1678 Chapters
Medium 9781608680221

2. Because It’s Fun! by Terry Lowe

Amy Walker New World Library ePub

Terry Lowe

Ahead of me is a long, swooping downhill with no stop sign at the bottom. I climbed this ridge to enjoy the view overlooking the city, with the harbor bridge below and the North Shore mountains looming nearby. This is my city — Vancouver, Canada — and, as the sticker on my bike says, I ride everywhere. And every day.

There is nothing like riding a bike. It’s not all sweat, strain, and endurance, as some riders would have you believe. It’s more the happy awareness of a small, lightweight machine carrying you easily through the streets, the movement of your body, the air on your face, and the world in all its shapes, colors, and flavors.

A light push of the foot sets me off. As my speed increases, I feel like I’m flying. A big, happy grin lights up my face. For adults, riding a bike is one way to recover the sense of play that little children enjoy. That’s the reason we cyclists smile at each other when passing on the bike routes.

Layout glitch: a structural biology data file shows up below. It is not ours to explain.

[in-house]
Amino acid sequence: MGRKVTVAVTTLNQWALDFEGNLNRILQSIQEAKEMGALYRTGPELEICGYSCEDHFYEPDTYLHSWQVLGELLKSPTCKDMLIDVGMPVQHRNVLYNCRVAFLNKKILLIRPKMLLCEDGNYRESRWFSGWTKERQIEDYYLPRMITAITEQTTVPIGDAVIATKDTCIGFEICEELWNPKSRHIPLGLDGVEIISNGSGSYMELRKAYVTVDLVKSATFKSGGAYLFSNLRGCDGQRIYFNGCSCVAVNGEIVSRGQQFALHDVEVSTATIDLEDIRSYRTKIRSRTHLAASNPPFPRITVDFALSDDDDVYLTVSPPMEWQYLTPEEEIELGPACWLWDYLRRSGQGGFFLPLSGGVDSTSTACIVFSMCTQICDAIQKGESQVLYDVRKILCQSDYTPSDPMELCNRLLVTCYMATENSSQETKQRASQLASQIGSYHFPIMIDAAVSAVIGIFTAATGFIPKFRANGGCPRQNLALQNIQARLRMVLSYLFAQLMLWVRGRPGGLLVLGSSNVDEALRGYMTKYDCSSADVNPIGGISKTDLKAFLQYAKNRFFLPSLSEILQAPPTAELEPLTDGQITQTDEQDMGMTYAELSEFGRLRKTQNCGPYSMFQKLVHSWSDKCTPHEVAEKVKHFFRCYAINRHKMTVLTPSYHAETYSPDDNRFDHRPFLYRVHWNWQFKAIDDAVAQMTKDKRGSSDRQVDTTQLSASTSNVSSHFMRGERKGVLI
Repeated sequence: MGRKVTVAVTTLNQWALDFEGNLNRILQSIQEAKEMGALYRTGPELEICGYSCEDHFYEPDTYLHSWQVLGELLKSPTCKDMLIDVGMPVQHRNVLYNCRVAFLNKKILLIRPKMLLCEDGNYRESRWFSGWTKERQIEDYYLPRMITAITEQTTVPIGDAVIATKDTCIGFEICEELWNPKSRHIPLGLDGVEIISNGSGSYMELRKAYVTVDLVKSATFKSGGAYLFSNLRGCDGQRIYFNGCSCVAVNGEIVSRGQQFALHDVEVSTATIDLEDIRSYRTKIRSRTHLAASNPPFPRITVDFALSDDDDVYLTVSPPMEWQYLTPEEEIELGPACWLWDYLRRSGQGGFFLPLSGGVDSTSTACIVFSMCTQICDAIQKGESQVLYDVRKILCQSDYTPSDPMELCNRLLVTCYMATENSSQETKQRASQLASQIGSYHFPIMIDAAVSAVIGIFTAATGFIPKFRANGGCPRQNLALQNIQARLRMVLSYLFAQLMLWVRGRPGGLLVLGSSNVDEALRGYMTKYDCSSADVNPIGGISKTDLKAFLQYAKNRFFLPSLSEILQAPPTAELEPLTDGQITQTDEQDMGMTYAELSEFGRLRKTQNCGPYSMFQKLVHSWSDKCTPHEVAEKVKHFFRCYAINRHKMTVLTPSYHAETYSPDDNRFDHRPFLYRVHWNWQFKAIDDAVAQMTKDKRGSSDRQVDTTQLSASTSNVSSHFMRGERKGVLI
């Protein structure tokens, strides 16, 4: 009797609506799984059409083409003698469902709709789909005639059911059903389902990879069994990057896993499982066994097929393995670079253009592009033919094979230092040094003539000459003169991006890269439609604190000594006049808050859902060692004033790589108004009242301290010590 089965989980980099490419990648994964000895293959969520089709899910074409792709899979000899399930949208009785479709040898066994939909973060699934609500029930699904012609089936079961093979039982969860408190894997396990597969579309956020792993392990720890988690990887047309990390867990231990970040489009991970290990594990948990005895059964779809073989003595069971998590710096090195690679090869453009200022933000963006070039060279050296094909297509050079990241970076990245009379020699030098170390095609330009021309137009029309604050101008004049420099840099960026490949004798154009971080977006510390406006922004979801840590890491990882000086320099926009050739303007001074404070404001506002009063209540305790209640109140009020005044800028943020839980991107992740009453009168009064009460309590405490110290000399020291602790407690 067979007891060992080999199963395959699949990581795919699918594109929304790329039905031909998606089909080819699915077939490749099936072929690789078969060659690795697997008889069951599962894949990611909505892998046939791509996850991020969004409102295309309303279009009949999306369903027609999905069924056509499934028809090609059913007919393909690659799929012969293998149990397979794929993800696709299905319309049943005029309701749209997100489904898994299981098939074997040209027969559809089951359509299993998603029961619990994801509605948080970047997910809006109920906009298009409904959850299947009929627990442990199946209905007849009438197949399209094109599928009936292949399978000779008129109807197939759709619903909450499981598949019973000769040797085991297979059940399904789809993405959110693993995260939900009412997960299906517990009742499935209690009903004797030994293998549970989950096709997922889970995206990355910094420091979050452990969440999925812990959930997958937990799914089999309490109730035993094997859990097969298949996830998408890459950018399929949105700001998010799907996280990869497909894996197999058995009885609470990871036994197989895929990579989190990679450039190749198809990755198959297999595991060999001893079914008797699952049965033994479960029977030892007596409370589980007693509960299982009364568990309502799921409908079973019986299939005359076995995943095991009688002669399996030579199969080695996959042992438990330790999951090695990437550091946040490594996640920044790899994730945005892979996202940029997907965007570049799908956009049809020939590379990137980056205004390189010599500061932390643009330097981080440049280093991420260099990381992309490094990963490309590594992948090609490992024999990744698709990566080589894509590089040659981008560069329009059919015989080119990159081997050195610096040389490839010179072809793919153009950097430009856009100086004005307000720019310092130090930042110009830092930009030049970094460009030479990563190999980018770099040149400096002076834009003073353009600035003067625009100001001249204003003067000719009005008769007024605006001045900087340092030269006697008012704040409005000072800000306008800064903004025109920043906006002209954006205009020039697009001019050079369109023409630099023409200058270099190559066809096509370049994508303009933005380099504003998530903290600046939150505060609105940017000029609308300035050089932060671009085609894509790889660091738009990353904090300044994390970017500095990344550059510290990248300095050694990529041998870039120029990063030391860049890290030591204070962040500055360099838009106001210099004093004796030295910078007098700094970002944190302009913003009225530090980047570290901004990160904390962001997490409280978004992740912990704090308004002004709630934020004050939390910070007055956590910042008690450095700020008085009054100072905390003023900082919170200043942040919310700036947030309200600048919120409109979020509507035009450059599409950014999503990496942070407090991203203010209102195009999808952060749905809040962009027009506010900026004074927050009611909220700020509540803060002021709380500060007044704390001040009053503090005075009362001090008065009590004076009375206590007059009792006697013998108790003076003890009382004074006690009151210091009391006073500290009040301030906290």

Some people guiltily reason that they “should” ride a bike because: (1) it’s green, and they will therefore reduce their carbon footprint; (2) it’s good for them, and they will thus improve their overall health and fitness; and (3) by doing so, they will enjoy the substantial financial savings associated with not owning a car. Those things are all true, of course, but to me they’re side effects. The best reason to ride a bike around town is that it’s fun.

See All Chapters
Medium 9780253006691

8 Into the European “Jungle”: Migration and Grammar in the New Europe

Dominic Thomas Indiana University Press ePub

Neither you nor I speak English, but there are some things that can be said only in English.

Aravind Adiga1

The official vocabulary of African affairs is, as we might suspect, purely axiomatic. Which is to say that it has no value as communication, but only as intimidation. . . . In a general way, it is a language which functions essentially as a code, i.e., the words have no relation to their content, or else a contrary one.

Roland Barthes2